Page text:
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Tim Belford: Short Takes On Life
Tim Belford
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Tim Belford
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Tim Belford is host of Quebec A.M. -- CBC Radio's popular English- language morning show (91.7 FM, 6-9, Mon.-Fri). He also is said to know a thing or three about wine.

ARCHIVED COLUMNS
Posted 04.28.03
Quebec City

TIM BELFORD

Right turn on red. Yes? No? Sometimes?

It suddenly dawned on me the other day what I really needed was my very own Sancho Panza.

That's right. A devoted personal manservant who would look after the mundane needs of my daily life.

I, in turn, could then devote my every waking hour in a Don Quixote-like quest.

No, no, not for dragons like our Spanish friend. I would search for the even more elusive, exceedingly rare, right turn on a red light.

I know they're out there.

After all, the government made a great fuss in announcing their existence earlier this month.

We even received notification in the mail on what to do if and when we encountered one.

Sort of like a beluga whale sighting or finding a dead crow felled by the West Nile virus.

The only difference is that dead crows, apparently, are more common.

After two weeks of exhaustive research -- and I guess exhaust is the operative word here since I've been idling at red lights a lot -- I've managed to spot one corner that allows the mythical right turn on a red light.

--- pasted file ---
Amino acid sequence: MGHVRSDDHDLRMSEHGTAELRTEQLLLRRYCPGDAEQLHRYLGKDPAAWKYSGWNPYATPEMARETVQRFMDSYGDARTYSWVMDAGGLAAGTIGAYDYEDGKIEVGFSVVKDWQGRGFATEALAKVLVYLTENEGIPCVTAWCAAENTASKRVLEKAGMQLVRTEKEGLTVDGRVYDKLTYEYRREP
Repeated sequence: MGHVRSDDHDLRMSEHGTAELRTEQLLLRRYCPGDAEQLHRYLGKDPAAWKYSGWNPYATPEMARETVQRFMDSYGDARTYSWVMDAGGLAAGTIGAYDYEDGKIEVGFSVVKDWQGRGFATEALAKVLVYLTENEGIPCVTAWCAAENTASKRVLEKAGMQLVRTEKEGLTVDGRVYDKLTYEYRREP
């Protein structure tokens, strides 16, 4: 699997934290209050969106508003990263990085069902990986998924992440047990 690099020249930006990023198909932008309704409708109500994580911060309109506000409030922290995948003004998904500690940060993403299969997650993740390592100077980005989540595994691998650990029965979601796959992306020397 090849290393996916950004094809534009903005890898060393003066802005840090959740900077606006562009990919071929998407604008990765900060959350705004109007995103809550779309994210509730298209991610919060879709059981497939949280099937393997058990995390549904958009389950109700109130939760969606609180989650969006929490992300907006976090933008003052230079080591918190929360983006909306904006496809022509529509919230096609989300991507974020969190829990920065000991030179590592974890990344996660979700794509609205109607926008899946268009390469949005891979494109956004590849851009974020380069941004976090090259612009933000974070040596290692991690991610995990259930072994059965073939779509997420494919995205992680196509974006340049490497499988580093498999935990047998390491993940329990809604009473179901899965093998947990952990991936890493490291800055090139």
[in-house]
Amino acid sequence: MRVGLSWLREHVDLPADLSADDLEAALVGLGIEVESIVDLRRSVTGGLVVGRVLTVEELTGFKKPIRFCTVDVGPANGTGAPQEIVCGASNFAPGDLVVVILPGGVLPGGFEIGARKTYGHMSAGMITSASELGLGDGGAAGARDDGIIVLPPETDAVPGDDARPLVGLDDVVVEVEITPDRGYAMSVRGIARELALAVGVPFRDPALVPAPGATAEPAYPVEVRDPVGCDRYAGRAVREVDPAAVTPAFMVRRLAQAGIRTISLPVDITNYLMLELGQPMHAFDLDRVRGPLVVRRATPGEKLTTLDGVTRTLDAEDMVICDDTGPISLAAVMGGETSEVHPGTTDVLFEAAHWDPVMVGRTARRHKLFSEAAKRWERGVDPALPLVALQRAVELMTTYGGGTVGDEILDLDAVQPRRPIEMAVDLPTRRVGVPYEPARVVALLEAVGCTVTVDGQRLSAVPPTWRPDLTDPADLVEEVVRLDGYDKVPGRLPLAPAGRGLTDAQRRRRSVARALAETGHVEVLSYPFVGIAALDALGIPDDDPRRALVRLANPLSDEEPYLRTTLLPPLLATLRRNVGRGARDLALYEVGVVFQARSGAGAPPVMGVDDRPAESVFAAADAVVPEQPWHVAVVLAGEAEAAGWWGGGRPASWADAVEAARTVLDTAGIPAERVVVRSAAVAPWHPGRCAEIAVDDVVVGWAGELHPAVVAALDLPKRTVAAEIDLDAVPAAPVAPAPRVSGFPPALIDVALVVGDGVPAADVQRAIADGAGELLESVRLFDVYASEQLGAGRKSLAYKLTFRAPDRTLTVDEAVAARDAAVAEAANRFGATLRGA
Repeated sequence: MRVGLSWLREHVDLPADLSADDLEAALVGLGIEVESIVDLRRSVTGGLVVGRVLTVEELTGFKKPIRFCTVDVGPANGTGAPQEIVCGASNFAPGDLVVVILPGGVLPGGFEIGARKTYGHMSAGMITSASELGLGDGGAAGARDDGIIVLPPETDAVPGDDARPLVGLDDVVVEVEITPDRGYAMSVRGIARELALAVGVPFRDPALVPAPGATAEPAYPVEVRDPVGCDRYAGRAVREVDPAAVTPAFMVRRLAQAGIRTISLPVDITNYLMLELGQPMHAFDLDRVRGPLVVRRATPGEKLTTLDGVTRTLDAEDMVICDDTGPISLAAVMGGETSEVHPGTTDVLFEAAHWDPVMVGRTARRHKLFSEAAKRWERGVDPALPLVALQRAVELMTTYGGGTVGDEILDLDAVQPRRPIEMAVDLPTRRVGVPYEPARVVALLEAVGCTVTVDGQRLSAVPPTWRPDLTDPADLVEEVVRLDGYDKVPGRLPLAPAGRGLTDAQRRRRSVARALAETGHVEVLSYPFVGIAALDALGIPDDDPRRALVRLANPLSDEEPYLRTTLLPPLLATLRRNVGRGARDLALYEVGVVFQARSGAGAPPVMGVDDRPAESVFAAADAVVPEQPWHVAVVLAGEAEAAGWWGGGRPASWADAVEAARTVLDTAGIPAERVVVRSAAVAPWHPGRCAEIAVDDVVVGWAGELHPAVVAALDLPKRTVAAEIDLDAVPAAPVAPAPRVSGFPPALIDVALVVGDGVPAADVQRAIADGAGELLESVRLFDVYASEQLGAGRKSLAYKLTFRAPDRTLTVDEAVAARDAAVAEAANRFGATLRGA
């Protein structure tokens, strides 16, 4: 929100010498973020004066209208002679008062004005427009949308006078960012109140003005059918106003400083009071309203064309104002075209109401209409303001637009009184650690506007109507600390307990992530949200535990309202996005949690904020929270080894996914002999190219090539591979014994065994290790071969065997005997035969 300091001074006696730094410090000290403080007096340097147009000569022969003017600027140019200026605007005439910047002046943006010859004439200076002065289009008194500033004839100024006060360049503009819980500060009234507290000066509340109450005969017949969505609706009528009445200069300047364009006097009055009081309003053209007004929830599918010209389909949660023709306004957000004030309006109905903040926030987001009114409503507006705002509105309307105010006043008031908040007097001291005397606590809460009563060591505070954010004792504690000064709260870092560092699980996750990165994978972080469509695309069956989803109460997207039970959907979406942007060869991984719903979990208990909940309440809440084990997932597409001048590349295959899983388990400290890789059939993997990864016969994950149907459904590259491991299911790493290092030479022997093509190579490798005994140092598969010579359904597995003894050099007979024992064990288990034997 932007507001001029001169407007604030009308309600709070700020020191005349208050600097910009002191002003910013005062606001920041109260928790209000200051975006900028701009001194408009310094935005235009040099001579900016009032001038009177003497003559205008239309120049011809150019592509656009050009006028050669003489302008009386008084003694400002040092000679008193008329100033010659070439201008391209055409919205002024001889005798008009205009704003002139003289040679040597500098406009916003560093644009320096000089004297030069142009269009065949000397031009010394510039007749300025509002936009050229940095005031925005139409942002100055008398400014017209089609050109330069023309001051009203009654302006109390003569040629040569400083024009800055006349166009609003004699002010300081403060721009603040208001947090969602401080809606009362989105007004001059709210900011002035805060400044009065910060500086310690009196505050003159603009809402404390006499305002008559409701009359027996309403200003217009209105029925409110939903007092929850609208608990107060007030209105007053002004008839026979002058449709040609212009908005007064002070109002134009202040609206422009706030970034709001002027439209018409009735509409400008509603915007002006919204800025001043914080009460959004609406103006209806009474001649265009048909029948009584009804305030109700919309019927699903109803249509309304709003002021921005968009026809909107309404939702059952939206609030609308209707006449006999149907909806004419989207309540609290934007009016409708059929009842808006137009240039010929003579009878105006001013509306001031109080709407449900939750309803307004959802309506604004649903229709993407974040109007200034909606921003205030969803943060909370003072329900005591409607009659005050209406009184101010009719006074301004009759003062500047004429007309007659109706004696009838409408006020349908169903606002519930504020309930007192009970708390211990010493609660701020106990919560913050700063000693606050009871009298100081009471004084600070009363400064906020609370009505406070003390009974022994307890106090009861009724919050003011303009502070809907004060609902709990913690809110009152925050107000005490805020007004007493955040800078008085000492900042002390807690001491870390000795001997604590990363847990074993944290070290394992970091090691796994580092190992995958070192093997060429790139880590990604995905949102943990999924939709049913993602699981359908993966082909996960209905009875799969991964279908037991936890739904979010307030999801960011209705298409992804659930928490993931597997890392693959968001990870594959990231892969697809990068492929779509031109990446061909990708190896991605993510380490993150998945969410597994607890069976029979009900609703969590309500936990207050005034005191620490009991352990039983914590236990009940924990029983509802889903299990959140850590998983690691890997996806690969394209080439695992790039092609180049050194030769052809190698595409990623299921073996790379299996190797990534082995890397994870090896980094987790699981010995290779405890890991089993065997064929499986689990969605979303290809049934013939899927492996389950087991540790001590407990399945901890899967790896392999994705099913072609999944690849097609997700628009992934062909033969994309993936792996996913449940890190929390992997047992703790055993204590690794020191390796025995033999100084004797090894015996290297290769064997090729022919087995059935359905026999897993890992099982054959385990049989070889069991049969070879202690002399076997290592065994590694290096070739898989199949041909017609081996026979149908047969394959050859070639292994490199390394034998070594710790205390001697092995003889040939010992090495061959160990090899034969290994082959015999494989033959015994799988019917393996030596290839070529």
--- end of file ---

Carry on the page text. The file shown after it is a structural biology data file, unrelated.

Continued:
This was a t-junction where there was no possible chance of an oncoming car interfering in the turning process.

Unfortunately, the car in front of me opted not to turn -- which was her right -- until the light actually changed, thus defeating the entire purpose of the law.

What I have found are numerous signs forbidding the manoeuvre outright.

These appear at any light where there is a danger of more than one car per hour coming from the left.

Signs also appear where there is even the slightest chance of anyone under the age of eighteen or over the age of twenty-one likely to cross the street.

Where these conditions do not apply, signs indicate you may turn on a red light but only between the hours of 10 p.m. and 7 a.m.

One of these signs, in Quebec City, is conveniently located at a turn that leads directly into the local Walmart parking lot.

Obviously designed for the huge flow of drive-by shoppers with insomnia.

An interesting twist on the time-restricted turn is the sign that shows the stop light picture with a red light and a line through it.

You might think that you can't turn.

But then, as I said, the time is indicated directly below the pictogram which would lead you to assume turning right is legal between ten at night and seven in the morning.

Suddenly, just to see if you're really on the ball, there is a green arrow that lights up indicating a turn is acceptable even though it's the middle of the day.

Do you obey the pictogram? The time restrictions? The green arrow?

No wonder people go into a state of paralysis.

Oh well, let's just add it to white margarine and moving on July the first.

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